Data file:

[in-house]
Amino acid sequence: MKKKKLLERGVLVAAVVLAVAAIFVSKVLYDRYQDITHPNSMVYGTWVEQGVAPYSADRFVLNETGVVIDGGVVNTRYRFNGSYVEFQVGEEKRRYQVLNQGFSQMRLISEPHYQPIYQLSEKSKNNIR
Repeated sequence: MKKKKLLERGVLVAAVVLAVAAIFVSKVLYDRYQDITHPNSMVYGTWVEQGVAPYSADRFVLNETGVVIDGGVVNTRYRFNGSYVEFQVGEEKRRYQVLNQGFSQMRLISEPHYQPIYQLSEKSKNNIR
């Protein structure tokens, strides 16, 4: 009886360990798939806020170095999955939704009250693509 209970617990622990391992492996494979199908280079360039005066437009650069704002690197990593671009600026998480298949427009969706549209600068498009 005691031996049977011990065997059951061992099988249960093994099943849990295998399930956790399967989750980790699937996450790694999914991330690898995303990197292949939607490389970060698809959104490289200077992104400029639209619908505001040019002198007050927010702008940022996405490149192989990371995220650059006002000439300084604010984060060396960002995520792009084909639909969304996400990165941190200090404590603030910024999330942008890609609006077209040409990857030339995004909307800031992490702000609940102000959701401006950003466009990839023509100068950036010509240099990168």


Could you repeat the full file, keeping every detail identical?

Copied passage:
[in-house]
Amino acid sequence: MKKKKLLERGVLVAAVVLAVAAIFVSKVLYDRYQDITHPNSMVYGTWVEQGVAPYSADRFVLNETGVVIDGGVVNTRYRFNGSYVEFQVGEEKRRYQVLNQGFSQMRLISEPHYQPIYQLSEKSKNNIR
Repeated sequence: MKKKKLLERGVLVAAVVLAVAAIFVSKVLYDRYQDITHPNSMVYGTWVEQGVAPYSADRFVLNETGVVIDGGVVNTRYRFNGSYVEFQVGEEKRRYQVLNQGFSQMRLISEPHYQPIYQLSEKSKNNIR
């Protein structure tokens, strides 16, 4: 009886360990798939806020170095999955939704009250693509 209970617990622990391992492996494979199908280079360039005066437009650069704002690197990593671009600026998480298949427009969706549209600068498009 005691031996049977011990065997059951061992099988249960093994099943849990295998399930956790399967989750980790699937996450790694999914991330690898995303990197292949939607490389970060698809959104490289200077992104400029639209619908505001040019002198007050927010702008940022996405490149192989990371995220650059006002000439300084604010984060060396960002995520792009084909639909969304996400990165941190200090404590603030910024999330942008890609609006077209040409990857030339995004909307800031992490702000609940102000959701401006950003466009990839023509100068950036010509240099990168």